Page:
There are a number of reasons why a cat vomits, and many of these reasons are harmless. Cats may vomit because of hairballs or overeating, and this may be an occasional occurrence. When there is yellow liquid in the vomit, usually bile from the stomach, this may a condition that requires more concern.
Yellow vomit can be from a number of causes, but if the yellow liquid is bile, gastritis is the likely cause, and this is an inflammation of the stomach lining. Inflammatory bowel disease may cause vomiting, and may be the result of an allergic reaction to food. f your cat started a new medication and the vomiting began shortly after, then he may have an allergic reaction to the drug. There are some possible causes that may not be associated with the stomach, for example kidney disease, liver failure, pancreatitis and heartworm.
Vomiting may be your cat's only symptom, but it's important to keep watch for any changes in behaviour or health. Watch for signs of blood in vomit and monitor him for weight loss, painful areas, diarrhoea and lethargy. If any other symptoms appear, or the vomiting does not improve, contact your veterinarian for a thorough evaluation of your cat.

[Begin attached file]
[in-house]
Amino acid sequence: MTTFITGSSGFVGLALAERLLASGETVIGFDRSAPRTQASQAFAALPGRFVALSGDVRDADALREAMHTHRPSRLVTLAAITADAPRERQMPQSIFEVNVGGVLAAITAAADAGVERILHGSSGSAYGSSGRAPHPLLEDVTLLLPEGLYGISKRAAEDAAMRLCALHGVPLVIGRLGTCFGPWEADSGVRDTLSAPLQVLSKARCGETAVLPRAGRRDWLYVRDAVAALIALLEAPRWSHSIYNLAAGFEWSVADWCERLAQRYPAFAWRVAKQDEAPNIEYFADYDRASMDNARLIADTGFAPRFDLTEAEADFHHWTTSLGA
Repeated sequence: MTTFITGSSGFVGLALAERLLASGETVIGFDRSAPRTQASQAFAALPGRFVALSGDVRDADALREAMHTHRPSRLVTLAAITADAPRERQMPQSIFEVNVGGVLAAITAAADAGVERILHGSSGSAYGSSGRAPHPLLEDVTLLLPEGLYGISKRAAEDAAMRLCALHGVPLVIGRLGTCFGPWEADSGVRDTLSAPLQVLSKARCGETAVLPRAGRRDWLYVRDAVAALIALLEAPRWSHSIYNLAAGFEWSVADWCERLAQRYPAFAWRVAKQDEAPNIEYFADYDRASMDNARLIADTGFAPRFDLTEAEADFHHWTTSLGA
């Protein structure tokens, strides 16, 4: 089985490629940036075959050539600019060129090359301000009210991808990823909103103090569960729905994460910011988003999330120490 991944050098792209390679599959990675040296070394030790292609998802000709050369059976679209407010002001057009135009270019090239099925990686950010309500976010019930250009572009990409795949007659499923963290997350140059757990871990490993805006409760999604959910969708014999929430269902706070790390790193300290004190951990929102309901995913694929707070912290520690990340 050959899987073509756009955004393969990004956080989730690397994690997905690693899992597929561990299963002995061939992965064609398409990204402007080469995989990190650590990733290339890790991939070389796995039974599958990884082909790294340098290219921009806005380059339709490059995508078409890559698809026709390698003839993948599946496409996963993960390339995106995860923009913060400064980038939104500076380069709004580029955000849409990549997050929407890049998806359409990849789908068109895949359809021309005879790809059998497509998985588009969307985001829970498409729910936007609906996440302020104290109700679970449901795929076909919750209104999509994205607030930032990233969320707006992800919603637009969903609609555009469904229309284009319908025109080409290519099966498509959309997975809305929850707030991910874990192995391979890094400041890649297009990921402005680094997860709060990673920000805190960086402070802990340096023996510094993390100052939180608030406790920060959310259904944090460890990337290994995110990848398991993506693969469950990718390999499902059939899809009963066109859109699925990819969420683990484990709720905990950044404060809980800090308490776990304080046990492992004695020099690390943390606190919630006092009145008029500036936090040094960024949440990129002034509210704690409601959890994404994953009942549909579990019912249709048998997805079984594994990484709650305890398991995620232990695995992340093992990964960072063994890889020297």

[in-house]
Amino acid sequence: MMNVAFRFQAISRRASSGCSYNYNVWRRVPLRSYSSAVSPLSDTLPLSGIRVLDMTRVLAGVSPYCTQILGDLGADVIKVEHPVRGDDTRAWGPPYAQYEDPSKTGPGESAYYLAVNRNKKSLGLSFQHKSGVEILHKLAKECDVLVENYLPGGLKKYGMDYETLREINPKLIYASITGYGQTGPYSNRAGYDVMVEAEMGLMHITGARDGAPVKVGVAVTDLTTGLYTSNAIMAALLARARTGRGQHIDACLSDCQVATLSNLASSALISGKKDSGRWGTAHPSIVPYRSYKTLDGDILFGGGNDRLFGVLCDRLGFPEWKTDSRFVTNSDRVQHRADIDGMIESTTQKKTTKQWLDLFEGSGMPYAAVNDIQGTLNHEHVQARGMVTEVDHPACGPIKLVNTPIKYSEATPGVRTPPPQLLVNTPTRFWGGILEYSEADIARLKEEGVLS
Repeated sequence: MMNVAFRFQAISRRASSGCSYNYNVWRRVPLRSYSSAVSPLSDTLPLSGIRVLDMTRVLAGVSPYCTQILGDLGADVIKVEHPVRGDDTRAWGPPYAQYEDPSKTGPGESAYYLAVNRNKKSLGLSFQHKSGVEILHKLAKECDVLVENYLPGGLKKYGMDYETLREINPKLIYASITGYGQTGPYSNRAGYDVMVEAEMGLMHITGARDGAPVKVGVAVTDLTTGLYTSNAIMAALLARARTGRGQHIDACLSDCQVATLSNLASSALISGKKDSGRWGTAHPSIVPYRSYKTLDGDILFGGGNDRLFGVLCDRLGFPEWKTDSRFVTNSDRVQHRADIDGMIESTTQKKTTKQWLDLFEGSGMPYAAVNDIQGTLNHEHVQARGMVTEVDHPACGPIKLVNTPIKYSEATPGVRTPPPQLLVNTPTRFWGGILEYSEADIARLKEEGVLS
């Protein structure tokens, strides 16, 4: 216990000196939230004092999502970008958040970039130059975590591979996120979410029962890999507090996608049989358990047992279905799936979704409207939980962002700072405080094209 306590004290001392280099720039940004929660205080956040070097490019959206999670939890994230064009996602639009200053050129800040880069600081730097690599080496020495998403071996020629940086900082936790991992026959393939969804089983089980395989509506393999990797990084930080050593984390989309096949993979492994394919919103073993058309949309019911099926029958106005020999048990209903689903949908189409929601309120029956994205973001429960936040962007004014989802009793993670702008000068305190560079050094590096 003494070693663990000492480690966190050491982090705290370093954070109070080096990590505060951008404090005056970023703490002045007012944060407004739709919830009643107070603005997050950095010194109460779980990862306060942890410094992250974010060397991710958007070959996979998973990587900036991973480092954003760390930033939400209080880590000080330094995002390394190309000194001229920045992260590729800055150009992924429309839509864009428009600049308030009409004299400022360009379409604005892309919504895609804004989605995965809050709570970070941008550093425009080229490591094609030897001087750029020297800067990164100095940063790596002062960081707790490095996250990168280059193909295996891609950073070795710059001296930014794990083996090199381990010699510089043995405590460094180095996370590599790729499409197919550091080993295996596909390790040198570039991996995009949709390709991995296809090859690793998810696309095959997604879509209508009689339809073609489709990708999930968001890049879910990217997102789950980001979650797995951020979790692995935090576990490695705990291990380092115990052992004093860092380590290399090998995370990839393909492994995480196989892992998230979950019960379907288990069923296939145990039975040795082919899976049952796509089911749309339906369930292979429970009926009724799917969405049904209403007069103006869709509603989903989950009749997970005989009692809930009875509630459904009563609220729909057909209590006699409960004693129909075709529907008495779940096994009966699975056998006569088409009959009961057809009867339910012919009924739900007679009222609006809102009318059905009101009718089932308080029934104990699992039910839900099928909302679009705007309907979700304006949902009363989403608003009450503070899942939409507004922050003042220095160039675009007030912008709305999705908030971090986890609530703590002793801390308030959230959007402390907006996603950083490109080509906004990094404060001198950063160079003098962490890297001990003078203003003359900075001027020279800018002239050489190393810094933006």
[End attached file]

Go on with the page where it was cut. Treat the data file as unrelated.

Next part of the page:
Your veterinarian will ask you questions about your cat, including the way in which he brings up the liquid. "Vomiting is an active process," says University of Washington's College of Veterinary Medicine, and regurgitation takes little effort. This is valuable information for your veterinarian since it will help her determine the cause. Your veterinarian will examine your cat for signs that your cat ingested a foreign object, such as string or plastic. If no signs are evident, she will likely run blood, urine, and faeces tests to determine any abnormalities, and possibly check for heart worm. Other testing may include X-rays or ultrasounds if necessary.
Treatment will vary and depend entirely on the diagnosis. If gastritis, the most common cause of vomiting, is determined to be the cause, your veterinarian may give your cat mediation to help control the vomiting, and may also recommend that your cat not eat or drink anything for a specified amount of time. Reintroduce water and bland food slowly to your cat.
To help with diagnosing your cat's condition, you may want to bring in a sample of your cat's vomit for your veterinarian to examine. If your cat has unusual behaviour before, after, or during an episode of vomiting, you may want to record this on a video to show your veterinarian.